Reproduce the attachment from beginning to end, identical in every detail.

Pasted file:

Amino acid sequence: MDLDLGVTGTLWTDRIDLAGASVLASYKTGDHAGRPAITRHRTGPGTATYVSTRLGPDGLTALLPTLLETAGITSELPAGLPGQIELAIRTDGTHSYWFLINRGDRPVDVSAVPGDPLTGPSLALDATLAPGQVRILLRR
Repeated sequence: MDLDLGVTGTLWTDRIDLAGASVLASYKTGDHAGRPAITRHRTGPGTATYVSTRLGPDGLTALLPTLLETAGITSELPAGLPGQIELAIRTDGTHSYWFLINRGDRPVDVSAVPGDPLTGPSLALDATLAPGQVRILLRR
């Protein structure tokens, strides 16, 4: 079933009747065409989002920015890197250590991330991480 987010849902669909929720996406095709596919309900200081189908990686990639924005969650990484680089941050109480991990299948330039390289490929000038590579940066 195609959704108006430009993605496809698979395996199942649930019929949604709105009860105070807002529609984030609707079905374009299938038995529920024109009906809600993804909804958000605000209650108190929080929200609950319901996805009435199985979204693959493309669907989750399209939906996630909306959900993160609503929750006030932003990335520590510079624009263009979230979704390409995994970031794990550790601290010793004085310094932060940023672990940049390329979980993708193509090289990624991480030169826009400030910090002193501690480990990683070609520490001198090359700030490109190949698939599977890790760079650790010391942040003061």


Amino acid sequence: MDLDLGVTGTLWTDRIDLAGASVLASYKTGDHAGRPAITRHRTGPGTATYVSTRLGPDGLTALLPTLLETAGITSELPAGLPGQIELAIRTDGTHSYWFLINRGDRPVDVSAVPGDPLTGPSLALDATLAPGQVRILLRR
Repeated sequence: MDLDLGVTGTLWTDRIDLAGASVLASYKTGDHAGRPAITRHRTGPGTATYVSTRLGPDGLTALLPTLLETAGITSELPAGLPGQIELAIRTDGTHSYWFLINRGDRPVDVSAVPGDPLTGPSLALDATLAPGQVRILLRR
């Protein structure tokens, strides 16, 4: 079933009747065409989002920015890197250590991330991480 987010849902669909929720996406095709596919309900200081189908990686990639924005969650990484680089941050109480991990299948330039390289490929000038590579940066 195609959704108006430009993605496809698979395996199942649930019929949604709105009860105070807002529609984030609707079905374009299938038995529920024109009906809600993804909804958000605000209650108190929080929200609950319901996805009435199985979204693959493309669907989750399209939906996630909306959900993160609503929750006030932003990335520590510079624009263009979230979704390409995994970031794990550790601290010793004085310094932060940023672990940049390329979980993708193509090289990624991480030169826009400030910090002193501690480990990683070609520490001198090359700030490109190949698939599977890790760079650790010391942040003061």